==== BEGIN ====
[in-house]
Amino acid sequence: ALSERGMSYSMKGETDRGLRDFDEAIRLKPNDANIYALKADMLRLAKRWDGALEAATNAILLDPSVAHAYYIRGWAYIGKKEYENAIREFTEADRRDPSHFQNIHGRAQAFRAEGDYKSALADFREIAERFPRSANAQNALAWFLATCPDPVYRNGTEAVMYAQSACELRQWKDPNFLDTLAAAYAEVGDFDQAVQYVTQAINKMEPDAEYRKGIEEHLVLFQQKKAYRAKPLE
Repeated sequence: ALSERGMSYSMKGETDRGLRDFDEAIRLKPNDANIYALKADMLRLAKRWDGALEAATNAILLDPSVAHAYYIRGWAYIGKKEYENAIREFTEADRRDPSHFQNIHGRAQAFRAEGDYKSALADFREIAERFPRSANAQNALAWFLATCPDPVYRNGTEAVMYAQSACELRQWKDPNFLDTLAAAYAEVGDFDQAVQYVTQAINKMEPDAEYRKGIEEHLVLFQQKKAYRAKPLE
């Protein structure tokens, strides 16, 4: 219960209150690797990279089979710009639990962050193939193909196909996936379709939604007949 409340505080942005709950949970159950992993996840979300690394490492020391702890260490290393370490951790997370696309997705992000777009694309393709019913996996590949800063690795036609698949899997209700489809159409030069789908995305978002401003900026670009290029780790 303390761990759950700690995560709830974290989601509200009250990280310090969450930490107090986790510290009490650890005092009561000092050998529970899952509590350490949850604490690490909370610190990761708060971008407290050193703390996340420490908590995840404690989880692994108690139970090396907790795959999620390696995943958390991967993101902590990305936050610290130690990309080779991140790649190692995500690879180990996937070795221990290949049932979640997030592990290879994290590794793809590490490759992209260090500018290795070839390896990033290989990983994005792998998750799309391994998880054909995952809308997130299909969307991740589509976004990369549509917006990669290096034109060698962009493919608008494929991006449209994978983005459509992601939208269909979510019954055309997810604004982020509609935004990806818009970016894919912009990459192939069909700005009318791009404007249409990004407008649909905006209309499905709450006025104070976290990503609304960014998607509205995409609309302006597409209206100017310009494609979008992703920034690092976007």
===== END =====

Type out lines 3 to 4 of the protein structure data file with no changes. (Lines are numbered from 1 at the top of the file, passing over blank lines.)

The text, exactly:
Repeated sequence: ALSERGMSYSMKGETDRGLRDFDEAIRLKPNDANIYALKADMLRLAKRWDGALEAATNAILLDPSVAHAYYIRGWAYIGKKEYENAIREFTEADRRDPSHFQNIHGRAQAFRAEGDYKSALADFREIAERFPRSANAQNALAWFLATCPDPVYRNGTEAVMYAQSACELRQWKDPNFLDTLAAAYAEVGDFDQAVQYVTQAINKMEPDAEYRKGIEEHLVLFQQKKAYRAKPLE
């Protein structure tokens, strides 16, 4: 219960209150690797990279089979710009639990962050193939193909196909996936379709939604007949 409340505080942005709950949970159950992993996840979300690394490492020391702890260490290393370490951790997370696309997705992000777009694309393709019913996996590949800063690795036609698949899997209700489809159409030069789908995305978002401003900026670009290029780790 303390761990759950700690995560709830974290989601509200009250990280310090969450930490107090986790510290009490650890005092009561000092050998529970899952509590350490949850604490690490909370610190990761708060971008407290050193703390996340420490908590995840404690989880692994108690139970090396907790795959999620390696995943958390991967993101902590990305936050610290130690990309080779991140790649190692995500690879180990996937070795221990290949049932979640997030592990290879994290590794793809590490490759992209260090500018290795070839390896990033290989990983994005792998998750799309391994998880054909995952809308997130299909969307991740589509976004990369549509917006990669290096034109060698962009493919608008494929991006449209994978983005459509992601939208269909979510019954055309997810604004982020509609935004990806818009970016894919912009990459192939069909700005009318791009404007249409990004407008649909905006209309499905709450006025104070976290990503609304960014998607509205995409609309302006597409209206100017310009494609979008992703920034690092976007």